Contrasting actions

Have you ever tried the old challenge of patting the top of your head whilst rubbing your belly with a circular motion? This is a classic example of trying to do two contrasting actions at the same time, very similar to creating somersault and twist simultaneously!

Now try this. Change the speed of one action whilst keeping the other the same e.g. Increase the speed at which you perform the circular motion on your belly whilst keeping the patting tempo the same. That’s a little more challenging is it not?

So when we perform the half twist to front drop we need to apply sufficient turning force around the somersault axis whilst minimising the force around the twist axis. This challenge becomes even greater as we develop towards half twist to crash dive, full twisting back and all the backward fliffs where the somersault element increases even more.

Ironically as the somersault element increases the amount of twisting force does not simply remain the same but if anything needs to be reduced.

Now we get into a very contentious area where the debate about early and late twist hots up.

Strong case for aerial twist

Whilst most coaches would agree that half twist to front drop requires an early but subtle twisting action, when the somersault element increases with the development of half twist to crash dive there is a strong case to be made for employing an aerial twist. The debate intensifies as we progress to full twisting back and half in half out with two distinct camps, the early and the late twisters.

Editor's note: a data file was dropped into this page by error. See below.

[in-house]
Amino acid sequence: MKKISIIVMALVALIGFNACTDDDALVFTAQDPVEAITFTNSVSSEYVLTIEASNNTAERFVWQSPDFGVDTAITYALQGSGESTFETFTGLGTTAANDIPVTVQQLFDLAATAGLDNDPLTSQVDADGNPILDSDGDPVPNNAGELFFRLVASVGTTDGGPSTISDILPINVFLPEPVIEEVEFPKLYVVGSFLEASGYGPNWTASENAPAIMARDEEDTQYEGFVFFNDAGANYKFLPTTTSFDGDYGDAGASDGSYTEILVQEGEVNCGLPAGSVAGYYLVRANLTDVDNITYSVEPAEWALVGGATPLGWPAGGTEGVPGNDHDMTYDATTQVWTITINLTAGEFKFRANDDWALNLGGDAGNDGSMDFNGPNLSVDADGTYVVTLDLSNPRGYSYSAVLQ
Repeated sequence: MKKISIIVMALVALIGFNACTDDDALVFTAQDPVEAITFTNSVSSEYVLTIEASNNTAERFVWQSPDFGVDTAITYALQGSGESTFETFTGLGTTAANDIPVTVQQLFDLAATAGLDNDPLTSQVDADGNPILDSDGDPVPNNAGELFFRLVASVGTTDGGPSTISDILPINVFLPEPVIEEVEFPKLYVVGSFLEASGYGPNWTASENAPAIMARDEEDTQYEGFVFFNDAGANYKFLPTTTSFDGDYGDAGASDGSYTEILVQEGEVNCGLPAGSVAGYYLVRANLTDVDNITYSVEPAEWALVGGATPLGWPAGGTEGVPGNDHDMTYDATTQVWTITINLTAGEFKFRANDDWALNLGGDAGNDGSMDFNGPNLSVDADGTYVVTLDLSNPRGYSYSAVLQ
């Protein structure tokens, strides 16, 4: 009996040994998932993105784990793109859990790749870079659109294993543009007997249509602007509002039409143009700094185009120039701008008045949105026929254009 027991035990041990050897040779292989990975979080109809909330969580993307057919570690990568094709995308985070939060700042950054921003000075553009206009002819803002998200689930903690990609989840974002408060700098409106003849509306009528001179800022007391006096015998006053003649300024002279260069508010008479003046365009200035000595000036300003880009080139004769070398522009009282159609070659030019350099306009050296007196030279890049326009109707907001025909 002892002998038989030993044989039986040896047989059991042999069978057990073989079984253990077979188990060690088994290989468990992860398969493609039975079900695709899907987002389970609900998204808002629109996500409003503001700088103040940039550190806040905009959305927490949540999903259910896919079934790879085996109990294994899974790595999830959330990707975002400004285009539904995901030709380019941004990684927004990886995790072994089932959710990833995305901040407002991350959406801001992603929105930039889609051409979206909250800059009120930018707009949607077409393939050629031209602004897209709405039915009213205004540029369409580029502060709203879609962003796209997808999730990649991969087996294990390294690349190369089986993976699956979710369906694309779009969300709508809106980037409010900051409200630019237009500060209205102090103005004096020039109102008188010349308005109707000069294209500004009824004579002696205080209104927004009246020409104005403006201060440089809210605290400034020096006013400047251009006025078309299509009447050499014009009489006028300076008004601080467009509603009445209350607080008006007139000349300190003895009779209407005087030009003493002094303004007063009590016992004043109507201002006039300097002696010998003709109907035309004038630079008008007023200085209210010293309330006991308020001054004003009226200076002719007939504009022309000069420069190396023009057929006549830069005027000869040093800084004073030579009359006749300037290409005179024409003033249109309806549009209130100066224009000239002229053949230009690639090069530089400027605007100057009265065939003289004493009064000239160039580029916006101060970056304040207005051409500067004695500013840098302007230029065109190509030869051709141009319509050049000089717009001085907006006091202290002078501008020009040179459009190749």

The biomechanists tell us that from the full twisting back right up to the Miller and beyond there is no need to employ any twisting action whilst in contact. lndeed slow motion analysis proves that a number of the world’s best are indeed following this course thereby maximising the direction, speed and quality of their somersaults untainted by extraneous twisting motion during bed contact. I make no apology for repeating the video sequence of China’s Ye Shuai rising out of the bed for a piked half in half out with absolutely no evidence of contact twist (Fig 3).

Fig 3


During my years of coach education work I found most trainee coaches anxious to be given the precise recipe for all occasions but the foregoing highlights that coaches must exercise judgement based on an understanding of the long term implications of the decision taken. The purpose of this article has been to show that there is ”more than one way to skin a cat” and the ambitious coach must consider whether the course of action taken is going to be in the best long term interests of the gymnast.

In a future article I will return to the pros and cons of the early twist/late twist debate as we examine the merits of the various ways for teaching the full twisting back somersault.

Next article.

© Jack Kelly